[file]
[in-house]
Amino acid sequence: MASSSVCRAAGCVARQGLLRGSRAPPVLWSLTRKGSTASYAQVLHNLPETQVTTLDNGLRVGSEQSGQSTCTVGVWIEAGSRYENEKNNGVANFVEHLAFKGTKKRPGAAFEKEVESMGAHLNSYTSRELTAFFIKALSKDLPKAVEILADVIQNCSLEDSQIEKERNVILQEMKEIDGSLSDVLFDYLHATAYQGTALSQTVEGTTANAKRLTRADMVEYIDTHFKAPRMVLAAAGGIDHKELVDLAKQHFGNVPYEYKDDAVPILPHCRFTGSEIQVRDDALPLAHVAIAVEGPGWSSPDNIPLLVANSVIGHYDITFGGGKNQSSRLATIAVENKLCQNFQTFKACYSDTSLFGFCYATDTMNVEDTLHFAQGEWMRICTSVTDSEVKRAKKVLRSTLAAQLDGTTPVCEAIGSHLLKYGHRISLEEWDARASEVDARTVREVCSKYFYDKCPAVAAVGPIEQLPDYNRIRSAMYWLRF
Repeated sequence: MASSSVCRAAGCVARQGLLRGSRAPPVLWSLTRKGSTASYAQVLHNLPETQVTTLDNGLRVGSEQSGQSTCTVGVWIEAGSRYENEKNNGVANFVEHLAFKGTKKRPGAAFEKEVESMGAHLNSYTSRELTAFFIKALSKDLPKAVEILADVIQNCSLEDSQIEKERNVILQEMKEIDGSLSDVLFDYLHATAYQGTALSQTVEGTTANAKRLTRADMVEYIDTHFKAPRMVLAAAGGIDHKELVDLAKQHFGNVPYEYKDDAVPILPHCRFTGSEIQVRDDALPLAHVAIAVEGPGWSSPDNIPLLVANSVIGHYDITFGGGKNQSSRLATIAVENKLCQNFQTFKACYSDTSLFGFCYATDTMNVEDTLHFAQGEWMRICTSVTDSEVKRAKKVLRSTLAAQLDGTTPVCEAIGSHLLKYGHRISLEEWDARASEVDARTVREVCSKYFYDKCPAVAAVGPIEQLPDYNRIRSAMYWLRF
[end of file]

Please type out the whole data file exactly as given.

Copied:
[in-house]
Amino acid sequence: MASSSVCRAAGCVARQGLLRGSRAPPVLWSLTRKGSTASYAQVLHNLPETQVTTLDNGLRVGSEQSGQSTCTVGVWIEAGSRYENEKNNGVANFVEHLAFKGTKKRPGAAFEKEVESMGAHLNSYTSRELTAFFIKALSKDLPKAVEILADVIQNCSLEDSQIEKERNVILQEMKEIDGSLSDVLFDYLHATAYQGTALSQTVEGTTANAKRLTRADMVEYIDTHFKAPRMVLAAAGGIDHKELVDLAKQHFGNVPYEYKDDAVPILPHCRFTGSEIQVRDDALPLAHVAIAVEGPGWSSPDNIPLLVANSVIGHYDITFGGGKNQSSRLATIAVENKLCQNFQTFKACYSDTSLFGFCYATDTMNVEDTLHFAQGEWMRICTSVTDSEVKRAKKVLRSTLAAQLDGTTPVCEAIGSHLLKYGHRISLEEWDARASEVDARTVREVCSKYFYDKCPAVAAVGPIEQLPDYNRIRSAMYWLRF
Repeated sequence: MASSSVCRAAGCVARQGLLRGSRAPPVLWSLTRKGSTASYAQVLHNLPETQVTTLDNGLRVGSEQSGQSTCTVGVWIEAGSRYENEKNNGVANFVEHLAFKGTKKRPGAAFEKEVESMGAHLNSYTSRELTAFFIKALSKDLPKAVEILADVIQNCSLEDSQIEKERNVILQEMKEIDGSLSDVLFDYLHATAYQGTALSQTVEGTTANAKRLTRADMVEYIDTHFKAPRMVLAAAGGIDHKELVDLAKQHFGNVPYEYKDDAVPILPHCRFTGSEIQVRDDALPLAHVAIAVEGPGWSSPDNIPLLVANSVIGHYDITFGGGKNQSSRLATIAVENKLCQNFQTFKACYSDTSLFGFCYATDTMNVEDTLHFAQGEWMRICTSVTDSEVKRAKKVLRSTLAAQLDGTTPVCEAIGSHLLKYGHRISLEEWDARASEVDARTVREVCSKYFYDKCPAVAAVGPIEQLPDYNRIRSAMYWLRF